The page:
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200 Fruit Trees Planted as Symbol of Commitment to International Day of Forests

In Mwinilunga, Zambia, the Minister of Green Economy and Environment, Hon. Eng. Collins Nzovu MP, spearheaded a significant step towards forest conservation during the commemoration of the International Day of Forests.

At the event held in Ntambu Chiefdom, Mwinilunga District, 200 fruit trees were planted, symbolizing a commitment to community livelihood enhancement, forest restoration, and conservation efforts.

Addressing attendees, Hon. Nzovu underscored the theme of this year’s International Day of Forests, “Forests and Innovation,” emphasizing the importance of leveraging technological advancements to enhance forest management practices.

He highlighted initiatives such as satellite monitoring systems for deforestation detection and drone-based reforestation as key tools in the conservation arsenal.

The choice of Ntambu Community Forest Management Area for the commemoration was intentional, signifying its status as a beacon of hope for community-driven initiatives in forest stewardship.

This area is also a focal point for the Ecosystem Conservation and Community Livelihood Enhancement in North-Western Zambia Project, funded by the Global Environment Facility (GEF) and executed by The Nature Conservancy (TNC).

Through this project, the government of Zambia and its partners aim to address barriers to sustainable land management and biodiversity conservation in the North-Western Province.

Significant milestones have already been achieved, including the devolution of forest user rights to Community Forest Management Groups and the establishment of institutional structures for community-based natural resources management.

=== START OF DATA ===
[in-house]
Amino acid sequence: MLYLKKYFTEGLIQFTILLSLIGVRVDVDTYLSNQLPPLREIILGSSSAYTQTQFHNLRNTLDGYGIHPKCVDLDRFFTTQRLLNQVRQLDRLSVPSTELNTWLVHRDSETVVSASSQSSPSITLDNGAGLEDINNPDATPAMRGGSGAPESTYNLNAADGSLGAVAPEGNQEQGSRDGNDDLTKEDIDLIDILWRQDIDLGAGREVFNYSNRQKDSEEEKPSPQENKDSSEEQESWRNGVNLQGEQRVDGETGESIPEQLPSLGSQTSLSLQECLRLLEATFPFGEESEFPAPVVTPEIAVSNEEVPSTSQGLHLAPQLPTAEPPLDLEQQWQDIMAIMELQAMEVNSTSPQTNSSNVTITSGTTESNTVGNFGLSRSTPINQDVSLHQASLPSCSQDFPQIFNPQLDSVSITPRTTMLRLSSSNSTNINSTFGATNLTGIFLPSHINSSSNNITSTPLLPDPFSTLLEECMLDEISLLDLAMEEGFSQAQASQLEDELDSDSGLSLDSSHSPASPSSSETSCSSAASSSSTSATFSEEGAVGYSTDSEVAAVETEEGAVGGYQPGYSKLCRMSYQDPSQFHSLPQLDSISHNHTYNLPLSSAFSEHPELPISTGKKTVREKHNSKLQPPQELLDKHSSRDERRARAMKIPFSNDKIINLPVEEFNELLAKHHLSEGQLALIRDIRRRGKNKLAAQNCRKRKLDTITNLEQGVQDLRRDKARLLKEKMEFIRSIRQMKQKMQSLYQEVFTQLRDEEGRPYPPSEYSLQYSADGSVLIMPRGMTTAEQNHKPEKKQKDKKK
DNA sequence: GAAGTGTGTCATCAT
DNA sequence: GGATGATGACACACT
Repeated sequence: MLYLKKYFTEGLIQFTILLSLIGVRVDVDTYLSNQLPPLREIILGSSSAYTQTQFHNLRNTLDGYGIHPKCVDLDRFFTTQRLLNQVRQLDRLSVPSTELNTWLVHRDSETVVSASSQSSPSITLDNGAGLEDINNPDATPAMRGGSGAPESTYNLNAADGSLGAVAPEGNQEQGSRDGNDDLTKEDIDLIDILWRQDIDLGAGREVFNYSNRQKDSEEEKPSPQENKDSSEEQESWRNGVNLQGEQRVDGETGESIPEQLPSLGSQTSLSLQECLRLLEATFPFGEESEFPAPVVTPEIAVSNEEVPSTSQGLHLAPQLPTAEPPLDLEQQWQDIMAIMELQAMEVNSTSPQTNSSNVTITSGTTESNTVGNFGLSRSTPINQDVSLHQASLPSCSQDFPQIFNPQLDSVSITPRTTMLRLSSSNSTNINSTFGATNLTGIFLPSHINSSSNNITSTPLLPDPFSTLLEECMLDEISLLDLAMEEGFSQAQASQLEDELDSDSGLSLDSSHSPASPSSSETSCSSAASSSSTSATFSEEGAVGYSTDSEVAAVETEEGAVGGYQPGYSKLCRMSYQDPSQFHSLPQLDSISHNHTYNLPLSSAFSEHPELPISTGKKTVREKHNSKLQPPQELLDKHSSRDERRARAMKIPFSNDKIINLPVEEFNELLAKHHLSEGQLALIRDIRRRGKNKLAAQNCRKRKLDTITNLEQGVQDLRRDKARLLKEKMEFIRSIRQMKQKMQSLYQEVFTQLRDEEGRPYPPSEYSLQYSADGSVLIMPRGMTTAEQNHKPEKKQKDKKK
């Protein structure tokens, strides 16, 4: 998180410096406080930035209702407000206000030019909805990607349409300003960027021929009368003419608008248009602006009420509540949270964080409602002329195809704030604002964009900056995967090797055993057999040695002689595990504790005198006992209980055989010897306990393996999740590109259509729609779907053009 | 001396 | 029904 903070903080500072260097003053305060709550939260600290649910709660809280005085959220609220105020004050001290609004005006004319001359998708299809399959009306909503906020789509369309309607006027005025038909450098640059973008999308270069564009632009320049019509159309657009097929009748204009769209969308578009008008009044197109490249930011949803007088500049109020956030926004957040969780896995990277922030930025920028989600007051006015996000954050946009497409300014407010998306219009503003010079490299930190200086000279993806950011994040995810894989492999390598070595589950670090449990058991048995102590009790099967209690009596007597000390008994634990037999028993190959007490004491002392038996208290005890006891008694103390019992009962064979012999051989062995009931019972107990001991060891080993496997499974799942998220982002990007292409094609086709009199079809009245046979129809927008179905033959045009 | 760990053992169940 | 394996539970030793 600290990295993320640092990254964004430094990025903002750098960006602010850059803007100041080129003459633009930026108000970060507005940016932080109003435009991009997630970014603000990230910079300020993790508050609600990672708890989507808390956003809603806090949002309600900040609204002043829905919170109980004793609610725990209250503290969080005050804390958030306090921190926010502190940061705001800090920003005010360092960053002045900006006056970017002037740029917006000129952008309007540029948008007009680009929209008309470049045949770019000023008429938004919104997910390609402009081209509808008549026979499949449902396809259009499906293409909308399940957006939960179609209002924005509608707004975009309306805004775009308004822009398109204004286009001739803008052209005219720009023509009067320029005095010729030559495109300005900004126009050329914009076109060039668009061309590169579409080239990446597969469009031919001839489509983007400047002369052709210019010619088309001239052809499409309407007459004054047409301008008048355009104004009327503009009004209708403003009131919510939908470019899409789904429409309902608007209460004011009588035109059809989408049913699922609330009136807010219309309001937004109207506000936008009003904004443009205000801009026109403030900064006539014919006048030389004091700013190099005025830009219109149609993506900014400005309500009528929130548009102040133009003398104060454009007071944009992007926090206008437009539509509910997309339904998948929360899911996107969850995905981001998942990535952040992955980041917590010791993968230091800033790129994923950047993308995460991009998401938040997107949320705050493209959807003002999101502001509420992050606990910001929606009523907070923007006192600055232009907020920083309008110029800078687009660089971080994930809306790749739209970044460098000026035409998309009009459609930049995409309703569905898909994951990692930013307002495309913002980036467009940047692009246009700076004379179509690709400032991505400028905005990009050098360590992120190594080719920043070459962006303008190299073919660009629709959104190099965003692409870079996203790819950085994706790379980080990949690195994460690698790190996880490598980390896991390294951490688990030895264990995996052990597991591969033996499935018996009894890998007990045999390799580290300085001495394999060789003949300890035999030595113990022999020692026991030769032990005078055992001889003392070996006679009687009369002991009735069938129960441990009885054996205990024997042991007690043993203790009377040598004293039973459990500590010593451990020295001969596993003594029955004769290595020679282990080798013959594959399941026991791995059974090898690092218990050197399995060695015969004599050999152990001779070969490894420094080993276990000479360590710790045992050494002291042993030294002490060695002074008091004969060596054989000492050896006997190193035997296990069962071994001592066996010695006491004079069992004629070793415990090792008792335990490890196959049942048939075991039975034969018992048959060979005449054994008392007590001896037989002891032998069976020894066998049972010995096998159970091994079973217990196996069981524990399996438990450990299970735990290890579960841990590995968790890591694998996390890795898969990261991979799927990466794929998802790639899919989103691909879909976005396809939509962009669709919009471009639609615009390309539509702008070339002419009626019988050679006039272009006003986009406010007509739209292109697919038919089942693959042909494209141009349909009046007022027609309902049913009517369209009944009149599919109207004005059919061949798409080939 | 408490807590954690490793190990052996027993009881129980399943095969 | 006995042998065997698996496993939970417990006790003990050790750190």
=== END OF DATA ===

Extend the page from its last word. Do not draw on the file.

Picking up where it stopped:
Furthermore, efforts to enhance agricultural production and productivity through climate-smart agricultural practices have been underway, with extensive training provided to farmers and the establishment of demonstration fields.

Chief Ntambu of the Lunda people emphasized the critical role of trees in supporting livelihoods, urging the government to enact deliberate policies for the replanting of indigenous species for future generations.

Rob Munro, Country Director of TNC Zambia, echoed the urgency of collective action in promoting ecosystem health amidst the challenges posed by climate change.

Similarly, representatives from the Food and Agricultural Organisation (FAO) emphasized the importance of collaborative efforts in promoting clean energy access, sustainable forest and farm practices, and climate-smart agricultural practices.

The event in Mwinilunga showcased Zambia’s commitment to forest conservation and sustainable development, highlighting the importance of collaboration between government, communities, and international partners in safeguarding the country’s natural resources for future generations.

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